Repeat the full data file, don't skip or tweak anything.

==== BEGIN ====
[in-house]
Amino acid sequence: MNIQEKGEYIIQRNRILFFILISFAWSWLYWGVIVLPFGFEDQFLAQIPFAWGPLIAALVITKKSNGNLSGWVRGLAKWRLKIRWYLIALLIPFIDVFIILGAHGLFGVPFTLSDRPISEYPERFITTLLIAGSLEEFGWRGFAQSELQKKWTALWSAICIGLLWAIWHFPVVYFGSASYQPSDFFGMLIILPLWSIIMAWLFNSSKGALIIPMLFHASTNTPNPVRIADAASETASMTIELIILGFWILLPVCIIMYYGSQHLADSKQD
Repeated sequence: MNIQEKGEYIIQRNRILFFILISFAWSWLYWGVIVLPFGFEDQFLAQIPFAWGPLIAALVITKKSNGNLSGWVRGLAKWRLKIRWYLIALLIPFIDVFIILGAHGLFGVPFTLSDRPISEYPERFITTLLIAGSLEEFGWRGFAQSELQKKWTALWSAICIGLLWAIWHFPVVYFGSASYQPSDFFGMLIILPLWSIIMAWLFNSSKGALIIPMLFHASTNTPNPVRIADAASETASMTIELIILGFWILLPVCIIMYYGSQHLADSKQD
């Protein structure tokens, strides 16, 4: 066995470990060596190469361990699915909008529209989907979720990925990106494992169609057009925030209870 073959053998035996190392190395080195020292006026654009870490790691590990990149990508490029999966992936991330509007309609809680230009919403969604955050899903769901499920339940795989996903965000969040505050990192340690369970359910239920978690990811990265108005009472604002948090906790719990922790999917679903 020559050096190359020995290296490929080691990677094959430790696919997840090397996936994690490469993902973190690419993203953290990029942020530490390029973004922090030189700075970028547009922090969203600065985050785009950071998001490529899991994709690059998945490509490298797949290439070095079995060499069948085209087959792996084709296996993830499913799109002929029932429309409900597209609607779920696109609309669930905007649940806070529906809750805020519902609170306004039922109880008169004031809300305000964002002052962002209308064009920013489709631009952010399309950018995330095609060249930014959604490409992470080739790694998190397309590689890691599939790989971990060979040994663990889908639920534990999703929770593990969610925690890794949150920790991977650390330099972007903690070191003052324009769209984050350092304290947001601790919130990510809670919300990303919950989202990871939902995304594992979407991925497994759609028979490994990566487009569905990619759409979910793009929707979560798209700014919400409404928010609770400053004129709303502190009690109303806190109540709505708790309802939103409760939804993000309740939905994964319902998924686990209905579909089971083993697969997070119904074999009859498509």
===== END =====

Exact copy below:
[in-house]
Amino acid sequence: MNIQEKGEYIIQRNRILFFILISFAWSWLYWGVIVLPFGFEDQFLAQIPFAWGPLIAALVITKKSNGNLSGWVRGLAKWRLKIRWYLIALLIPFIDVFIILGAHGLFGVPFTLSDRPISEYPERFITTLLIAGSLEEFGWRGFAQSELQKKWTALWSAICIGLLWAIWHFPVVYFGSASYQPSDFFGMLIILPLWSIIMAWLFNSSKGALIIPMLFHASTNTPNPVRIADAASETASMTIELIILGFWILLPVCIIMYYGSQHLADSKQD
Repeated sequence: MNIQEKGEYIIQRNRILFFILISFAWSWLYWGVIVLPFGFEDQFLAQIPFAWGPLIAALVITKKSNGNLSGWVRGLAKWRLKIRWYLIALLIPFIDVFIILGAHGLFGVPFTLSDRPISEYPERFITTLLIAGSLEEFGWRGFAQSELQKKWTALWSAICIGLLWAIWHFPVVYFGSASYQPSDFFGMLIILPLWSIIMAWLFNSSKGALIIPMLFHASTNTPNPVRIADAASETASMTIELIILGFWILLPVCIIMYYGSQHLADSKQD
């Protein structure tokens, strides 16, 4: 066995470990060596190469361990699915909008529209989907979720990925990106494992169609057009925030209870 073959053998035996190392190395080195020292006026654009870490790691590990990149990508490029999966992936991330509007309609809680230009919403969604955050899903769901499920339940795989996903965000969040505050990192340690369970359910239920978690990811990265108005009472604002948090906790719990922790999917679903 020559050096190359020995290296490929080691990677094959430790696919997840090397996936994690490469993902973190690419993203953290990029942020530490390029973004922090030189700075970028547009922090969203600065985050785009950071998001490529899991994709690059998945490509490298797949290439070095079995060499069948085209087959792996084709296996993830499913799109002929029932429309409900597209609607779920696109609309669930905007649940806070529906809750805020519902609170306004039922109880008169004031809300305000964002002052962002209308064009920013489709631009952010399309950018995330095609060249930014959604490409992470080739790694998190397309590689890691599939790989971990060979040994663990889908639920534990999703929770593990969610925690890794949150920790991977650390330099972007903690070191003052324009769209984050350092304290947001601790919130990510809670919300990303919950989202990871939902995304594992979407991925497994759609028979490994990566487009569905990619759409979910793009929707979560798209700014919400409404928010609770400053004129709303502190009690109303806190109540709505708790309802939103409760939804993000309740939905994964319902998924686990209905579909089971083993697969997070119904074999009859498509």